With chemically derived ingredients it isn’t quite so simple and of course we can’t be expected to just know or learn them all, so below is a list of scientific names to look out for on your ingredients list that are not accepted as being part of the natural and organic products standard:
- any names ending in ‘-paraben’ will mean that your product contains a synthetic paraben-based preservative and has been flagged as a possible hormone disruptor.
- names ending in ‘-ethicone’ or ‘polymer’ will mean that it contains silicone – a man-made synthetic plastic-like ingredient that often does not biodegrade in the environment or allow the skin to breath, used to give a smooth, matte or air-brushed like finish on the skin.
- names that include the letters ‘PEG’, ‘PPG’ or ‘propylene glycol’ – a synthetic petrochemical derived ingredient used as a humectant.
- ‘sodium lauryl/laureth sulfate’ – this grease stripping ingredient often described as ‘derived’ from coconut but mostly derived from petroleum causes a product to foam and can be very harmful to the skin’s protective lipid layer.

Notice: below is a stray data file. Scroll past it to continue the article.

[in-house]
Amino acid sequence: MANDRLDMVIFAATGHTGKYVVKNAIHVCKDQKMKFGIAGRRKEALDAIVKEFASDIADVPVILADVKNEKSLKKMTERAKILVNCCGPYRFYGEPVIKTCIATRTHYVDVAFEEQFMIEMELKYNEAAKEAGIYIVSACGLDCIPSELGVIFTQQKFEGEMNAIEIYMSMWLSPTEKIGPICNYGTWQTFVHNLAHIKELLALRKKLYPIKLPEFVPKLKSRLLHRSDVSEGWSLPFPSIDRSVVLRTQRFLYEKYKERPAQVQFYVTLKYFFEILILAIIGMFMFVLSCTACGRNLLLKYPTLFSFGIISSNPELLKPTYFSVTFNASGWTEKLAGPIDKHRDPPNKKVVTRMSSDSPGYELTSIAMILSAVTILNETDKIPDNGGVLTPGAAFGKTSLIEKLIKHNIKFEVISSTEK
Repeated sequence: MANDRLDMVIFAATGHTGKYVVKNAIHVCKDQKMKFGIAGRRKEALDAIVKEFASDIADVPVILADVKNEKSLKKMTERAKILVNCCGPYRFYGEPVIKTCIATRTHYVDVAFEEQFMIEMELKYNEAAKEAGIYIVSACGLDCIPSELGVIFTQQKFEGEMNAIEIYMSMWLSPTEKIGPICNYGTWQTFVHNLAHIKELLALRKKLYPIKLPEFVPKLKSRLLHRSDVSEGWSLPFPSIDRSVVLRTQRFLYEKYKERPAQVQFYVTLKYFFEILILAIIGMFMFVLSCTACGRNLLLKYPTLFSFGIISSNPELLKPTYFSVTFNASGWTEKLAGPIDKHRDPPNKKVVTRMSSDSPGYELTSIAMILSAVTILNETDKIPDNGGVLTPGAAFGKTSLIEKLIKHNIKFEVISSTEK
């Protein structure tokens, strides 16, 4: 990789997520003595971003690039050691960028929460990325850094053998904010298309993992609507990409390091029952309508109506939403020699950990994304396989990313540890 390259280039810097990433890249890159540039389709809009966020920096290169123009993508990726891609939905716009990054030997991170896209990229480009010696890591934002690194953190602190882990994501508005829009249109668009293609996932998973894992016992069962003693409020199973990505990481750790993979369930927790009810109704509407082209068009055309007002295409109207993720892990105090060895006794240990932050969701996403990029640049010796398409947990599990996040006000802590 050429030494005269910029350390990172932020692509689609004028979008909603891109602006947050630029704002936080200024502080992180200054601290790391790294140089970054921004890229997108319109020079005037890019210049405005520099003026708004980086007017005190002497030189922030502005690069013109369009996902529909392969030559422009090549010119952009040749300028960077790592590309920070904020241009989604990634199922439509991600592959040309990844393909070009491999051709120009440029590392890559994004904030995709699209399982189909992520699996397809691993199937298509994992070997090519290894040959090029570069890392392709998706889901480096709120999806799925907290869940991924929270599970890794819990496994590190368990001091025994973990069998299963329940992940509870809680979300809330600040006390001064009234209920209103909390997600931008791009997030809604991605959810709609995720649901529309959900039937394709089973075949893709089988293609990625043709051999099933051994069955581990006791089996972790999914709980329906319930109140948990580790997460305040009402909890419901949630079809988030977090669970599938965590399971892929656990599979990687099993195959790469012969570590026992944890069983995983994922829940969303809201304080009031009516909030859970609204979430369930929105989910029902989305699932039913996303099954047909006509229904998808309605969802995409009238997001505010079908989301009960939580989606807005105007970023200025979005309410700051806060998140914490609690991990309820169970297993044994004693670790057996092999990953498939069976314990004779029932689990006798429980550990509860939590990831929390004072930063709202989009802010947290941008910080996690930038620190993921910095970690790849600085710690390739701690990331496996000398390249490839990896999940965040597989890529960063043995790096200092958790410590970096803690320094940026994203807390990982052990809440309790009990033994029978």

- ‘petrolatum’ – essentially petroleum jelly or most commonly known as Vaseline – this is a petrochemical derived emollient that does not serve any real purpose other than to be used as a cheap filler and for the texture of a product.
- ‘fragrance’ or ‘parfum’ – this can mean a myriad of synthetic ingredients has been used to create a product’s fragrance profile and they do not have to be listed individually, this one word could hide on average 15-20 of 3000+ allowable ingredients that you may have sensitivities to including synthetic allergens such as phthalates and toluene which can cause a myriad of symptoms in sensitive people. There is also the question of ethical issues with ingredients such as musks from animal origin. Most natural and organic products will add an * with the disclaimer ‘from natural essential oils’ to show that their fragrance profile is natural.
This is by no means a definitive list of ingredients to avoid, but they are the main ones that you will be able to pick up in products that may market themselves as ‘natural’ or ‘clean’ and use the terms ‘made with organic ingredients’ or similar greenwashing tag lines. Not all good natural cosmetic brands are certified and there are a number of reasons for this with small independent brands, but that does not automatically mean they do not adhere to good or high quality organic ingredients – many brands do comply with COSMOS standards and higher without certification and that is when knowing what to look out for on an INCI list is helpful. When in doubt, go for products with fewer ingredients and simpler blends that are easier to understand.
Further reading articles: